Pablo Diserens ~ dusk ——- dawn

Breaking the law, breaking the law!  Judas Priest has little to do with field recordings, but their 1980 hit comes to mind while listening to dusk——-dawn.  In the spring of 2021, a COVID curfew was imposed in Berlin, and Pablo Diserens snuck out at night to record the sounds of a changed world.  We love the thought of making beautiful, illicit recordings!

Over the past two years, sonic pollution was reduced to levels not experienced in our lifetimes.  And yet, as quiet as the daytime might be, the nighttime was even quieter ~ and thanks to curfew, few experienced it.  The evening walk was for many a time to express gratitude for the neighbors tucked gently into their homes, illuminated by lamps and TVs.  Pablo became a night owl, eager to hear what else might be going on ~ what Simon & Garfunkel might have called “The Sound of Silence” paired with John Cage’s oft-quoted “there’s no such thing as silence.”

At first we hear wild birds and the sound of Diserens’ footsteps ~ or perhaps we should say “of someone’s footsteps” so the artist doesn’t get arrested!  Striding out at dusk, the artist is eager to encounter the evening environment.  Pablo stops at the train station, but doesn’t board, instead recording the thinness of what is normally a bustling audio hub.  The trains come, the trains go; but where are the passengers?  We hear only one distant voice, a brave traveler.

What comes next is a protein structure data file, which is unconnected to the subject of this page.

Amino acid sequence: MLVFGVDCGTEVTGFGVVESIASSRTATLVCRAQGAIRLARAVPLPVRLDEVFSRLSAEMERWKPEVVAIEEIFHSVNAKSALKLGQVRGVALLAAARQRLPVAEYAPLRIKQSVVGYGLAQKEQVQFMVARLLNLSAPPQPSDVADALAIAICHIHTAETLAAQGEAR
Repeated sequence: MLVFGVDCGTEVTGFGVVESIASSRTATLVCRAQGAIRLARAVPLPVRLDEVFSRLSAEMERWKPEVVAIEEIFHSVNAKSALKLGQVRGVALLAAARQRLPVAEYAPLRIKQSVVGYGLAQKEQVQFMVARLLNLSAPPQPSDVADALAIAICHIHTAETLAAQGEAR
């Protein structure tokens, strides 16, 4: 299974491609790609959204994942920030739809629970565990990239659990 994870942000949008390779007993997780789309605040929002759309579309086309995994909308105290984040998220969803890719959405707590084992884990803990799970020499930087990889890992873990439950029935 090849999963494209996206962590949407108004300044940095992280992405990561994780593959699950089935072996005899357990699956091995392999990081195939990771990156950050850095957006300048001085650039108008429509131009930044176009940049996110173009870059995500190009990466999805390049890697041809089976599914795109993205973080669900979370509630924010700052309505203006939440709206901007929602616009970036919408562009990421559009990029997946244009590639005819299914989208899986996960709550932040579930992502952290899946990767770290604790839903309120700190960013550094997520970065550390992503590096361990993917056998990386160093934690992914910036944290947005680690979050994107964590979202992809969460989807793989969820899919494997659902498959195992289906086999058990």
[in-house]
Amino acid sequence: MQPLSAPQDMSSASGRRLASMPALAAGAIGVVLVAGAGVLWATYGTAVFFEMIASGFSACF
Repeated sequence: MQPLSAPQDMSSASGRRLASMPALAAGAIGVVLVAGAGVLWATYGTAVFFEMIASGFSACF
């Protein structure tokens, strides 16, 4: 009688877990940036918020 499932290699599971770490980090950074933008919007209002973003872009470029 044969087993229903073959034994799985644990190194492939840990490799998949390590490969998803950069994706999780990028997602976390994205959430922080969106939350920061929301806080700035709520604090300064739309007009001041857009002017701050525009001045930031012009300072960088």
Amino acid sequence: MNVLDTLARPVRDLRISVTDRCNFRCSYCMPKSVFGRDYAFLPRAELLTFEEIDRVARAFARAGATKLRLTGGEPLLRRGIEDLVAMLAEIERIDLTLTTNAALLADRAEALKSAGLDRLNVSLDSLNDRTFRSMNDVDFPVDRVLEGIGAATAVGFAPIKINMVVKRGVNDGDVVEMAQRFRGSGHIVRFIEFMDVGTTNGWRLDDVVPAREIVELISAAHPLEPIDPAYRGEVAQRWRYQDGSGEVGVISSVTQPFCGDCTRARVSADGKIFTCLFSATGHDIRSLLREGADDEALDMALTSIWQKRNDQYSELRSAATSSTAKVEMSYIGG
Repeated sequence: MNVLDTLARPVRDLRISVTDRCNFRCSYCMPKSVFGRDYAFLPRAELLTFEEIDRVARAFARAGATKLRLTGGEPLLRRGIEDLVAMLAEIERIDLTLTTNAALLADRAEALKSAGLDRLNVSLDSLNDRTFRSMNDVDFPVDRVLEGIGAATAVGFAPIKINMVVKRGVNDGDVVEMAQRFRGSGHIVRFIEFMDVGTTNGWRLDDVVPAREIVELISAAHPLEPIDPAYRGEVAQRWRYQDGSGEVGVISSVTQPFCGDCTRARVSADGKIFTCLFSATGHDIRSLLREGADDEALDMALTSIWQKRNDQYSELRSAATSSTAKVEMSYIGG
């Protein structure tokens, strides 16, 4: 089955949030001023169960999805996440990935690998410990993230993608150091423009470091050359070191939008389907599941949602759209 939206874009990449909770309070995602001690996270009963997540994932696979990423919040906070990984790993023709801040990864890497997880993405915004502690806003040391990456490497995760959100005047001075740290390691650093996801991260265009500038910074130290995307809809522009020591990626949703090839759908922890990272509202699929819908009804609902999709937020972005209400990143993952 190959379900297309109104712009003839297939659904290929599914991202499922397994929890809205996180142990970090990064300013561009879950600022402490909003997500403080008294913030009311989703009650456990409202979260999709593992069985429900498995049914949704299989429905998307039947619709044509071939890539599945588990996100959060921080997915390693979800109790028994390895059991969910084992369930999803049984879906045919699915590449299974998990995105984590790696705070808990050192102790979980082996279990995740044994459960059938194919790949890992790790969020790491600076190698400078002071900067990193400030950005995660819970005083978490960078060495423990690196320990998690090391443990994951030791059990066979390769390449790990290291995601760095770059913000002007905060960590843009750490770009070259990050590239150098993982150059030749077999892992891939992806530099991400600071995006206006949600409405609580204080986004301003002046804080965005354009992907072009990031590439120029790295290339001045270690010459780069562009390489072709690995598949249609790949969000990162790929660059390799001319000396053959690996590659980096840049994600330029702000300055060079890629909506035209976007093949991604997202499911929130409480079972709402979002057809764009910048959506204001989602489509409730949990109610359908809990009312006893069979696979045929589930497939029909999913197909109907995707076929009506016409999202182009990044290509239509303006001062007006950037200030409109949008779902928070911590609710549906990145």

By the tenth minute, the sound has morphed to a tinnitus high coupled with a humming low ~ the byproducts of metal and power.  Soon we encounter the soundscape’s most curious sound, which seems like frogs, but is identified as “talking swans.”  What are they doing up so late?  Perhaps, like Diserens, they are taking advantage of the relative privacy of late-night lockdown.  Ultrasonic pings follow, the vocalizations of living creatures whose tone borders on the electronic.  By the twentieth minute, crackle and tick take over: a hint of fire, a reminder of time.  Dawn is on the horizon.

June’s Berlin nights last seven and a half hours; on this cassette, the night lasts 27 minutes.  The compression increases the drama, creating a narrative that builds to snore-like hums in the 23rd minute, followed by the click of bicycle wheels: an early riser.  Diserens is still walking, meeting the morning birds.  Never again will one be able to capture such tranquil nights (or so we hope, should the pandemic never return).  dusk——-dawn may seem solitary, but never sounds lonely.  Diserens’ recording is a reminder that even when isolated, we are never sonically alone.  (Richard Allen)

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